Posts tagged Georgia
The Lanier Lap - How We Did It

I missed the sun. I missed watching it rise and fall over the lake. I missed the rainbows of colors it pours over the sky—a heavenly canvas mirrored by the surface upon which I flew decorated with a million million sparkles as the water’s ripples become the ticker tape of my passing. I missed the calmness of a clear night—the silky, moonlit quiet of the water. So calm that you feel like the lake is whispering to you to be still for just a moment with her, so quiet that you can marvel at the sound of your own heartbeat carrying over her serene waters. I missed the lake day celebrations, the children swimming under the watchful eyes of their parents, the smell of grilling, and the sounds of splashing. The sun did eventually come out, and I finally dried out...mostly…

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The Lake Allatoona Run

The ‘Toona Run is the time in motion equivalent to running three 50-mile ultra marathons back to back…to grueling back. To be honest, I’m not sure how my body will respond. But finding out before The Lanier Lap—twice the distance—takes place is my goal. Never have I felt so underprepared for something, and there seems to be such little time between now and then to get that way.

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Atlanta Biketober 2018

It meant leaving work to start a ride at 7pm and finish in the chill of 1am. It meant being sent over the handlebars in the middle of the night, spraining my wrist, and acquiring a little road rash in the process. It meant dealing with rigid and sore muscles for the first ten miles of a ride before they finally loosen up enough to feel normal again. It meant limping around the office with Neosporin helping to heal my nether regions from the saddle sores only to re-chafe them later that evening. It meant withstanding all of the aggression and road rage motorists in Atlanta could muster. It meant riding no less than 3 hours a day the final week for 7 days straight. It meant blowing through 10 tubes, 8 spokes, 4 brake pads, 2 wheels, and over 10 gallons of water while riding. It was suffering for the sake of competition with no reward save that which most benefits us more than money—pride.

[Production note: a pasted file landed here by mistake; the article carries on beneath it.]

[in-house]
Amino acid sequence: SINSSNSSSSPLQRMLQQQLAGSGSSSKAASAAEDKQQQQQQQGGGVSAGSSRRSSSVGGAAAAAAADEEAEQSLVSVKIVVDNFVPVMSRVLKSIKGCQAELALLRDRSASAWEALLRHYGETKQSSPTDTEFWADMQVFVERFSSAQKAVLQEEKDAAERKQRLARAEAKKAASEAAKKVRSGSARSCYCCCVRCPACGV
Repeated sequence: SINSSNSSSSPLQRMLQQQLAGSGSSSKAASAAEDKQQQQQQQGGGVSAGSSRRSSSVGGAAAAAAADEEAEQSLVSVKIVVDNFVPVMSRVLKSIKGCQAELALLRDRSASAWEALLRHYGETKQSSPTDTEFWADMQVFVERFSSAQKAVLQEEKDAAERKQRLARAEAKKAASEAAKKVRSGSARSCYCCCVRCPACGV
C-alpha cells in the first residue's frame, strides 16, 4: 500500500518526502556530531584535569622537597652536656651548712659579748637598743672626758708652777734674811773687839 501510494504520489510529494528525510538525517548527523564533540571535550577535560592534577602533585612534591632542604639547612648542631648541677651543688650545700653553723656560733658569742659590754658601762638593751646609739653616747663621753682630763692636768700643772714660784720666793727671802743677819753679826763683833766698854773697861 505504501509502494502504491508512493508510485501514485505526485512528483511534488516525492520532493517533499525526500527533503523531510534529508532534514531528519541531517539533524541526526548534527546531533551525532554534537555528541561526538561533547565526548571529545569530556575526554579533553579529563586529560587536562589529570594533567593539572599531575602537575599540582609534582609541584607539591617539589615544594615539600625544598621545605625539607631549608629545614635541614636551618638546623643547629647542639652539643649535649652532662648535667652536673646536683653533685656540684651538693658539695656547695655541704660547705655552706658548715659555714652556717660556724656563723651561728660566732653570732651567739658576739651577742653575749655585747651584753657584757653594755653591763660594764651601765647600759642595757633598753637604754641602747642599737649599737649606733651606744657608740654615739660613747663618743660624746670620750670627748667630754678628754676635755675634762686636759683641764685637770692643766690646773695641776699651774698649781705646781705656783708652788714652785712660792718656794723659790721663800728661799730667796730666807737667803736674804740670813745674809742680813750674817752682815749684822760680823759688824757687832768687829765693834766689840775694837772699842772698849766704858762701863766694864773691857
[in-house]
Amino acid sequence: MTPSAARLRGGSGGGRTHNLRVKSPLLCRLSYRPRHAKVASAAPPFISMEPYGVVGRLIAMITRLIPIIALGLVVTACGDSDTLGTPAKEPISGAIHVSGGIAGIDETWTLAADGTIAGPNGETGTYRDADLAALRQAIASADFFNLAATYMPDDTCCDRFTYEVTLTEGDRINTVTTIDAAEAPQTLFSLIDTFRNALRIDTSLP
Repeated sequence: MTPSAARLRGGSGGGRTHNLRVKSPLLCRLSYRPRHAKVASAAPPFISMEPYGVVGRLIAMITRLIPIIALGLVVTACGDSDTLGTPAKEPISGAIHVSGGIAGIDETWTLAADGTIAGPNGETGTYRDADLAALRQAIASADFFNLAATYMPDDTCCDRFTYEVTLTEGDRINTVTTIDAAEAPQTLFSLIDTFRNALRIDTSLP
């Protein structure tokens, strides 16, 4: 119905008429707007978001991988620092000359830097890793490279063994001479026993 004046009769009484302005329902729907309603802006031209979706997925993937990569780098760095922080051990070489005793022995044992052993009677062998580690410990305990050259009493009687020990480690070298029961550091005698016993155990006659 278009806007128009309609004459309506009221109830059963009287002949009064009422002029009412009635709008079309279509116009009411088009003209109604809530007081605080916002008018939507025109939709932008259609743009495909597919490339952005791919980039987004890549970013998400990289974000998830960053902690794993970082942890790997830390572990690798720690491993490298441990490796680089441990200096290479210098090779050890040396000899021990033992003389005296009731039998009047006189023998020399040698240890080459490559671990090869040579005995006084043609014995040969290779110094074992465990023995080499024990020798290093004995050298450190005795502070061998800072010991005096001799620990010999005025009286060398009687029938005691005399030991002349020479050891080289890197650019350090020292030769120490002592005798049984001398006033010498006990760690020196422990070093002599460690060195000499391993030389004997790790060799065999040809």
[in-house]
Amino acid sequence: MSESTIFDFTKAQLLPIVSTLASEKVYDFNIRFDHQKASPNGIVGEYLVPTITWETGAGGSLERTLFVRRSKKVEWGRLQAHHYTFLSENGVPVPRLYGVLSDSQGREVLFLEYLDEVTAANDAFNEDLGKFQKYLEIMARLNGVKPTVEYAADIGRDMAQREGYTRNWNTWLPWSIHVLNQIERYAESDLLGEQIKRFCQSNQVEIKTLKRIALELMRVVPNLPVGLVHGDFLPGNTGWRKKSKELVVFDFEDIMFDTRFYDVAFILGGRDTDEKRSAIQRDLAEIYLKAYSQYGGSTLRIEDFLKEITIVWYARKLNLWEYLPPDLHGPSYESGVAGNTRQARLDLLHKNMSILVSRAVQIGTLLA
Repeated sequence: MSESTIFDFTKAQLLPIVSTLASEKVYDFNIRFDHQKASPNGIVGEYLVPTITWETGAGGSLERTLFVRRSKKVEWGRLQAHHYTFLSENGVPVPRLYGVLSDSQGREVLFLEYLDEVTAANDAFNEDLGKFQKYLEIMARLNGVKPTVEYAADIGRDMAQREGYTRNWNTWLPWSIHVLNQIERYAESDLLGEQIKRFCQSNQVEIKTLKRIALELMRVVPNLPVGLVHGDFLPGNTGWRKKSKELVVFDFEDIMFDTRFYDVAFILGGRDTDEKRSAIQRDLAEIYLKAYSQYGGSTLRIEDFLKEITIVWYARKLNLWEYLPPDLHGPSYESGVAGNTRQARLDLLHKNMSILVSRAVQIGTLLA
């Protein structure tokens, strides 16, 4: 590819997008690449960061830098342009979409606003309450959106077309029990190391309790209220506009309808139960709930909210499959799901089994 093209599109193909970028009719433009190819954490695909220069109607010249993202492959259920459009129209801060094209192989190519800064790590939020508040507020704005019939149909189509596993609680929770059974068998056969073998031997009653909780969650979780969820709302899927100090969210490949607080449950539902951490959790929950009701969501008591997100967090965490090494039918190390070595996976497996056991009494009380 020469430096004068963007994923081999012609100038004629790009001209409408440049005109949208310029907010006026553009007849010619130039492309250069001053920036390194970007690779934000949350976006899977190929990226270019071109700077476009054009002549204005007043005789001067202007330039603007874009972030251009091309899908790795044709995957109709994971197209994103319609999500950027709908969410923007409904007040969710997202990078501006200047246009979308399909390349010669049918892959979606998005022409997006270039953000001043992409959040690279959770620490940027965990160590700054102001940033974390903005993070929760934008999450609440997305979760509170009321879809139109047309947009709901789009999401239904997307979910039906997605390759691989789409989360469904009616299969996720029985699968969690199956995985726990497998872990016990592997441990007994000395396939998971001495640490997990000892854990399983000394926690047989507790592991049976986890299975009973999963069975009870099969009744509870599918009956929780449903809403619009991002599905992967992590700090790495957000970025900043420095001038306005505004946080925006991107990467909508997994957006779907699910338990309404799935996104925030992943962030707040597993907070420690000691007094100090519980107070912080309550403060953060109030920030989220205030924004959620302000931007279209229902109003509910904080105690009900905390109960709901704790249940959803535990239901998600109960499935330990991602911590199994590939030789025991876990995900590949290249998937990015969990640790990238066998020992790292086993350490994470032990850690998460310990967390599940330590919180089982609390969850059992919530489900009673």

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Cumberland Island Getaway

I attempted to walk with dignity to the ocean to wash them off, only to break into a run after I simply could not take it any more.  Wading into the water was sweet relief, and for a wonderful moment I was both cool and relieved be bug free.  It was at that moment I was surprised to see two dorsal fins in the shallows a mere hundred feet away.   It became clear they weren’t dolphins when one of the sharks launched out of the water with a fish in front of its tooth-filled maw, the entranceway into its stomach opening and closing several times midair.  I was in awe.  It was one of those jaw-dropping moments on Shark Week where upon seeing it you swear off oceans for good.  The shark was roughly 5-6 feet long head to tail, and I wouldn’t have guessed it to be in such shallow water.  The dorsal fin of the other was no smaller.  I was then faced with a decision--to stay in the water with the sharks, or to return to the sand gnats.  With a vigilant eye focused on the sharks, I stayed.  It was in this way I learned I hate sand gnats more than death…

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Mount Yonah/Unicoi Adventure

That is when the monsoon hit and turned the sloped granite of the approach trail to a slip ’n slide.  We did our best to work together as a team to safely get down from our climbing camp perch with our gear, but it was slow going.  As Shanna and I were in a rush to get to the wedding, we grabbed our gear and ran down the trail to get back to our cars, the lodge, the shower, and the wedding.  On the way to the ceremony, it was a torrential downpour to the point where we had to drive incredibly slow because even with the windshield wipers raging it was impossible to see through it…

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